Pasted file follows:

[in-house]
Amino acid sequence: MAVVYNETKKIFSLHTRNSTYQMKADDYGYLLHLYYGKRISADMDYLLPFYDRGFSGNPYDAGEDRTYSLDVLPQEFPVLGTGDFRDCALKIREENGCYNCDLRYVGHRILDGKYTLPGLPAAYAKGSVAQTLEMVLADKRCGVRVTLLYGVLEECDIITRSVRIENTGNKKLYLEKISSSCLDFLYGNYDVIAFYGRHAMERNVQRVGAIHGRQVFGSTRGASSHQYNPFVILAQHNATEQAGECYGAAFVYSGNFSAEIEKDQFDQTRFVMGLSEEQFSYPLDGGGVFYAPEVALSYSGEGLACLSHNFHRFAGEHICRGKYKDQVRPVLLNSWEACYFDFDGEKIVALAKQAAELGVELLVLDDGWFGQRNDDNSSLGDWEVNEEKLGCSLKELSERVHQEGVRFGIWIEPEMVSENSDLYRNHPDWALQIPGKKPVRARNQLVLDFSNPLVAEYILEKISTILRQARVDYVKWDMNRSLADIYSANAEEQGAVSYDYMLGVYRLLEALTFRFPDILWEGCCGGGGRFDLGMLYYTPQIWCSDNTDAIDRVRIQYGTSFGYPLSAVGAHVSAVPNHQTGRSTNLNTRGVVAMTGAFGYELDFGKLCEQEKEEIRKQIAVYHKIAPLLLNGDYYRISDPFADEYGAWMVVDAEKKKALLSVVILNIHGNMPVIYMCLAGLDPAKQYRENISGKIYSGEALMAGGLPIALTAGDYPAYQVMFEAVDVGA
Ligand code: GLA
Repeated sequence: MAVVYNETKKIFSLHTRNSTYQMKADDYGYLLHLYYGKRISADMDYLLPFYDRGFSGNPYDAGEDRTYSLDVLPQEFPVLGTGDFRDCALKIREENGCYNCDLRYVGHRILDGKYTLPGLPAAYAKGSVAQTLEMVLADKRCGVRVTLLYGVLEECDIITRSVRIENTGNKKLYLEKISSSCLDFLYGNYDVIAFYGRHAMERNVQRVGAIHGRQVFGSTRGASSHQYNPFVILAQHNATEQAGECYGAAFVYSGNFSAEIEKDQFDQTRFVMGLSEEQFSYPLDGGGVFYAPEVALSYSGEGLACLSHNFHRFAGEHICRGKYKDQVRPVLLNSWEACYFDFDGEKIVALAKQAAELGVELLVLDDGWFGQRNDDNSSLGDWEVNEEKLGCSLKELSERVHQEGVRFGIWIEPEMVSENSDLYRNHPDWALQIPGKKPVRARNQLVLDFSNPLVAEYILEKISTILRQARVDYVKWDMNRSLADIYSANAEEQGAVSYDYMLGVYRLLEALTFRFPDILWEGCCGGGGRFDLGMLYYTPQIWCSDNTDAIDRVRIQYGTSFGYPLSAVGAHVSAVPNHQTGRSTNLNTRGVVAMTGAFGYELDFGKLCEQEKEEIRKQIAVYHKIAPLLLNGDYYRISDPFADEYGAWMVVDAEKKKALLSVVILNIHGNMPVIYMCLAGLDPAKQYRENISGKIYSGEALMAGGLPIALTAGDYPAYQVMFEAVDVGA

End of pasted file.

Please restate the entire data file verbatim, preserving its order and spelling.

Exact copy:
[in-house]
Amino acid sequence: MAVVYNETKKIFSLHTRNSTYQMKADDYGYLLHLYYGKRISADMDYLLPFYDRGFSGNPYDAGEDRTYSLDVLPQEFPVLGTGDFRDCALKIREENGCYNCDLRYVGHRILDGKYTLPGLPAAYAKGSVAQTLEMVLADKRCGVRVTLLYGVLEECDIITRSVRIENTGNKKLYLEKISSSCLDFLYGNYDVIAFYGRHAMERNVQRVGAIHGRQVFGSTRGASSHQYNPFVILAQHNATEQAGECYGAAFVYSGNFSAEIEKDQFDQTRFVMGLSEEQFSYPLDGGGVFYAPEVALSYSGEGLACLSHNFHRFAGEHICRGKYKDQVRPVLLNSWEACYFDFDGEKIVALAKQAAELGVELLVLDDGWFGQRNDDNSSLGDWEVNEEKLGCSLKELSERVHQEGVRFGIWIEPEMVSENSDLYRNHPDWALQIPGKKPVRARNQLVLDFSNPLVAEYILEKISTILRQARVDYVKWDMNRSLADIYSANAEEQGAVSYDYMLGVYRLLEALTFRFPDILWEGCCGGGGRFDLGMLYYTPQIWCSDNTDAIDRVRIQYGTSFGYPLSAVGAHVSAVPNHQTGRSTNLNTRGVVAMTGAFGYELDFGKLCEQEKEEIRKQIAVYHKIAPLLLNGDYYRISDPFADEYGAWMVVDAEKKKALLSVVILNIHGNMPVIYMCLAGLDPAKQYRENISGKIYSGEALMAGGLPIALTAGDYPAYQVMFEAVDVGA
Ligand code: GLA
Repeated sequence: MAVVYNETKKIFSLHTRNSTYQMKADDYGYLLHLYYGKRISADMDYLLPFYDRGFSGNPYDAGEDRTYSLDVLPQEFPVLGTGDFRDCALKIREENGCYNCDLRYVGHRILDGKYTLPGLPAAYAKGSVAQTLEMVLADKRCGVRVTLLYGVLEECDIITRSVRIENTGNKKLYLEKISSSCLDFLYGNYDVIAFYGRHAMERNVQRVGAIHGRQVFGSTRGASSHQYNPFVILAQHNATEQAGECYGAAFVYSGNFSAEIEKDQFDQTRFVMGLSEEQFSYPLDGGGVFYAPEVALSYSGEGLACLSHNFHRFAGEHICRGKYKDQVRPVLLNSWEACYFDFDGEKIVALAKQAAELGVELLVLDDGWFGQRNDDNSSLGDWEVNEEKLGCSLKELSERVHQEGVRFGIWIEPEMVSENSDLYRNHPDWALQIPGKKPVRARNQLVLDFSNPLVAEYILEKISTILRQARVDYVKWDMNRSLADIYSANAEEQGAVSYDYMLGVYRLLEALTFRFPDILWEGCCGGGGRFDLGMLYYTPQIWCSDNTDAIDRVRIQYGTSFGYPLSAVGAHVSAVPNHQTGRSTNLNTRGVVAMTGAFGYELDFGKLCEQEKEEIRKQIAVYHKIAPLLLNGDYYRISDPFADEYGAWMVVDAEKKKALLSVVILNIHGNMPVIYMCLAGLDPAKQYRENISGKIYSGEALMAGGLPIALTAGDYPAYQVMFEAVDVGA